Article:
As postdocs, we toiled away our early 20s in graduate school working 50+ hours a week in research labs and teaching as a necessary rite of passage on the career path to academia. We justified our meager stipends, long hours, and general dissatisfaction in life with the promise of a brighter, better-paying future as principle investigators. Over-worked and under-paid, we were motivated by expectation. We were confident that in the not-so-distant future, our passion for scientific inquiry and contribution to a community of knowledge would culminate in a position worthy of our training. Our doctoral commencement marked the end of being disposable academic lackeys. Or so we thought.
In December 2010, The Economist published an article showing that the production of PhDs in America far outweighs the demand for professorships. It reports that between 2005 and 2009, “America produced more than 100,000 doctoral degrees. In the same period there were just 16,000 new professorships.” Competition is fierce, but our doctorates are still worth something, right ? Surely we have better paying job prospects compared to those with master’s degrees ! Not really. Adding insult to injury, the article cites that when it comes to earning potential, “a PhD commands only 3% premium over a master’s degree.” A crisis in higher education is looming in this country.
Unfortunately, you can’t escape the dismal tenure-track landscape simply by relocating. PhD production trends show an increase across all disciplines worldwide, where the fastest growth is in the life sciences. An article published in the April 2011 issue of Nature reveals growth in doctoral degree production in China, Japan, Mexico, Korea, India, Denmark, Poland, Australia, the United States and the United Kingdom. With more PhD holders in the life sciences than ever before, the job market is flooded with qualified well-educated competitors all vying for a handful of academic positions. According to the article, “in 1973, 55% of US doctorates in the biological sciences secured tenure-track positions within six years of completing their PhDs…by 2006, only 15% were in tenured positions six years after graduating.” Sobering statistics for a young and hopeful proletariat of scientists.
But here we are, pursuing our postdocs, hoping to publish groundbreaking work to guarantee us the glorious K99 or RO1 that would solidify our survival in independent academic research. Grant in hand, we would be invulnerable : a shoe-in for a tenure-track assistant professorship anywhere. If they were hiring, that is. And according to a report produced by the American Federation of Teachers in 2009, they’re probably not. Analysis of 10 years of tenure-track academic staffing in post-secondary education found that the number of full-time tenured and tenure-track faculty members declined from approximately one third the instructional staff in 1997 to just over one-quarter in 2007. So who is picking up the teaching slack ? Contingent faculty, part-time instructors, and graduate students, apparently. It makes sense, they are cheaper to hire and easier to fire.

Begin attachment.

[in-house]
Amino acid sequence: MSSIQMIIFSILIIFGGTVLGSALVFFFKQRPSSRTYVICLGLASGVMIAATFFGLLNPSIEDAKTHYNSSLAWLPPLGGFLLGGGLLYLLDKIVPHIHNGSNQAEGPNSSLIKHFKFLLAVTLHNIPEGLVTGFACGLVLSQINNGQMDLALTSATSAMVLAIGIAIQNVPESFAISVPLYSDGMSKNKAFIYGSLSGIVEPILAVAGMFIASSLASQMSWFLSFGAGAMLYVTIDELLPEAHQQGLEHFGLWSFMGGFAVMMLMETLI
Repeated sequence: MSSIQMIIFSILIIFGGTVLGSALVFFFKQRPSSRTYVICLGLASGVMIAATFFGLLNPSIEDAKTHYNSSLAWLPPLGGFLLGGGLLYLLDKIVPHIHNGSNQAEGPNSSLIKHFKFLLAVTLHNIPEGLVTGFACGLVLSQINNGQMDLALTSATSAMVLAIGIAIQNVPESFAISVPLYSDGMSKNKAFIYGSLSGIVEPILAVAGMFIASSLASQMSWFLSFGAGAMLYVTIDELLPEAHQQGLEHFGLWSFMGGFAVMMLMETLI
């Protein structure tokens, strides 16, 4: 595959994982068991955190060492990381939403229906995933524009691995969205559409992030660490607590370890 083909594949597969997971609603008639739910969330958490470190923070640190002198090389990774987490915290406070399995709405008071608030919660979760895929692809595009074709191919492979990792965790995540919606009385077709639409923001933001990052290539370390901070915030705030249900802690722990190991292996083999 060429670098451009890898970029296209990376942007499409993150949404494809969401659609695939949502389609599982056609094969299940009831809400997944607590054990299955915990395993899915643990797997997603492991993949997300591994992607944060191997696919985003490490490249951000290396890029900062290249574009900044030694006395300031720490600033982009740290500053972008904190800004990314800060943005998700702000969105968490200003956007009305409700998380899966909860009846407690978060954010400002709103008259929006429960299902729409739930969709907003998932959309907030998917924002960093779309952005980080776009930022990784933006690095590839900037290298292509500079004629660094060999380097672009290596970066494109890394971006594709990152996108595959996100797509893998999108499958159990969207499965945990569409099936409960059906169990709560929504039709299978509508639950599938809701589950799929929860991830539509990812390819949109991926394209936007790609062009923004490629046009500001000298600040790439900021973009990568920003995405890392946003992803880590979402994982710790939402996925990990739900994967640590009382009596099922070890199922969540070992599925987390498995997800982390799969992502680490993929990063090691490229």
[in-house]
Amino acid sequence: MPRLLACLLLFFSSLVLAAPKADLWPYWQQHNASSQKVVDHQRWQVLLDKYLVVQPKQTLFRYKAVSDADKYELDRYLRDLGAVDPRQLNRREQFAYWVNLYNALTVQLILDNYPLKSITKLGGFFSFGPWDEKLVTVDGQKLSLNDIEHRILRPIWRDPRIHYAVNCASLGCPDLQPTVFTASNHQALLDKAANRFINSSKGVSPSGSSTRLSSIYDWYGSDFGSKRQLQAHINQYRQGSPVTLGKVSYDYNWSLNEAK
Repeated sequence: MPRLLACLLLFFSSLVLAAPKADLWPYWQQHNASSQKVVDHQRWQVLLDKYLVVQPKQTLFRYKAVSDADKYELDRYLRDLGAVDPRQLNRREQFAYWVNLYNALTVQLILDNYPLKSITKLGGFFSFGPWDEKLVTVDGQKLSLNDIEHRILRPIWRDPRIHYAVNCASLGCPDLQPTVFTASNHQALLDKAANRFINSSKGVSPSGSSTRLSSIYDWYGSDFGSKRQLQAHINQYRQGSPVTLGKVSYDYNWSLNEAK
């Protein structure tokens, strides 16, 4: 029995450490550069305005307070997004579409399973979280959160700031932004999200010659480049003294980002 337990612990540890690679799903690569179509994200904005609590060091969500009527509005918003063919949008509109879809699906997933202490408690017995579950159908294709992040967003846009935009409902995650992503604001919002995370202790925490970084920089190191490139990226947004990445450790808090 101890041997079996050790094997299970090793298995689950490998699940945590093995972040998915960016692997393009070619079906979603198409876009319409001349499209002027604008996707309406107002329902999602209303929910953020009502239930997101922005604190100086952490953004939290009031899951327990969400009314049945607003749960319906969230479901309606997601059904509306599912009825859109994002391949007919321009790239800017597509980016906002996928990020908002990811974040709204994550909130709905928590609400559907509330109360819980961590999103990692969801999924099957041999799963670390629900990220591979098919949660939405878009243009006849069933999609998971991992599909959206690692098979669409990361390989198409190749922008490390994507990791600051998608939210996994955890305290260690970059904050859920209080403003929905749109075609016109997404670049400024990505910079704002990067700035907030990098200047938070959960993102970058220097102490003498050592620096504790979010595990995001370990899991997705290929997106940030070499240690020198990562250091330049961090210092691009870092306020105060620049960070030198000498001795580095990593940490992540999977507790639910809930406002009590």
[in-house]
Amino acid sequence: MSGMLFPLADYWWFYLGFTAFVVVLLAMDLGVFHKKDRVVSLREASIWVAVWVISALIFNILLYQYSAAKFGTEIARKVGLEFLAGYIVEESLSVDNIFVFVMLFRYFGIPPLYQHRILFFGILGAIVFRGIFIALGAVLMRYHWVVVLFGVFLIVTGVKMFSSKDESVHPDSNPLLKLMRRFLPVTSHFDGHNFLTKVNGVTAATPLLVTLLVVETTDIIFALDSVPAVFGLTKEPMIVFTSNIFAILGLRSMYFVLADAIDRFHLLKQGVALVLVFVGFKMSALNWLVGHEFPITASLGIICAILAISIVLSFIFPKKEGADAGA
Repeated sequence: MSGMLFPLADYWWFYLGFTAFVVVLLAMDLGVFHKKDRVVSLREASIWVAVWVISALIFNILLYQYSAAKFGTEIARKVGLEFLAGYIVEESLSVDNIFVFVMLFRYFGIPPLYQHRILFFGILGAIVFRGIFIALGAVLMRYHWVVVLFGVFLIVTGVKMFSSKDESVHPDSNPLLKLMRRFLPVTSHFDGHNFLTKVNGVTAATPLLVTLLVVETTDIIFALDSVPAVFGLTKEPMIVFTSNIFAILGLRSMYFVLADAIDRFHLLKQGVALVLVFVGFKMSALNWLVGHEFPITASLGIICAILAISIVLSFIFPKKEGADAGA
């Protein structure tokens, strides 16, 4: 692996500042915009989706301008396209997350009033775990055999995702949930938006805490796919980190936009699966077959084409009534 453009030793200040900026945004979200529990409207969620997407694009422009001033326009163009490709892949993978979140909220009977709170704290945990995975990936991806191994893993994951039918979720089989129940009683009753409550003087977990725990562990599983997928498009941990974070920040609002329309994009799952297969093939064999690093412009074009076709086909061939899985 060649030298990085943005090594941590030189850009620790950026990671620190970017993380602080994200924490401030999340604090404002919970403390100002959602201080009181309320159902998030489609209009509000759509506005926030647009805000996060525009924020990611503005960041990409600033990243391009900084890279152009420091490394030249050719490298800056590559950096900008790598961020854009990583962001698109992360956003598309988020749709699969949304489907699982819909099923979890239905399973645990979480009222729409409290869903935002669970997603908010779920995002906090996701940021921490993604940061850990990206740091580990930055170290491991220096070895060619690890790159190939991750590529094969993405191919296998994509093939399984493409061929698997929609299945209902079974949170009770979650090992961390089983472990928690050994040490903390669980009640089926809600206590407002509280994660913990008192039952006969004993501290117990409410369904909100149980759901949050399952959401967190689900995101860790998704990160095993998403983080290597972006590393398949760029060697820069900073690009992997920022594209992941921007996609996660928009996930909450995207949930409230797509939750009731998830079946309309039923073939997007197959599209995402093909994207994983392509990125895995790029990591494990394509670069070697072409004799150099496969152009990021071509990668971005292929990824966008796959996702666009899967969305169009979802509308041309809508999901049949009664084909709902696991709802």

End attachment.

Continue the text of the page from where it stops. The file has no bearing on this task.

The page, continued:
Today, the probability of achieving faculty positions in science are staggering. Based on employment trends in academic jobs provided by the National Center for Science and Engineering Statistics, it has been estimated that the chances of a PhD holder obtaining a job as a science or engineering faculty member are 27:1 (Read about how this was calculated here). Only 1.3% of the US Science and Engineering workforce have full time tenure-track academic faculty positions. So what are all these science PhDs doing for work in academia ?
The 2012 Science and Engineering Indicator published by NSF reports that, “full-time faculty positions continue to be the norm in academic employment, but [Science and Engineering] doctorate holders are increasingly employed in other full-time positions, postdocs, and part-time positions.” It also indicates that the current generation of young scientists is spending more time in their postdocs and doing multiple postdocs compared to their older counterparts. The logical incentive is that more training will result in more publications and a better CV, improving our chances of achieving the few assistant professor tenure-track positions that actually are available.
However, as an article published in the May 2011 issue of The Nation points out, we may need to adjust our expectations. Because of “an advent and rapid expansion of full-time positions that are not tenure-eligible” in higher education, “yet another academic underclass” has been created. Our post-postdoc options in academia are not what they used to be. A 2004 article published in Science cites an array of non-tenure-track academic positions, including such illustrious titles as staff scientist, research associate, lecturer, and research assistant professor to name a few.
Discouraging statistics aside, it is still possible to achieve the tenure-track Holy Grail in academic America. It’s just going to take a few more years, a few more postdocs, and probably a few lackluster titles on the long road to independent research.
By Meghan Mott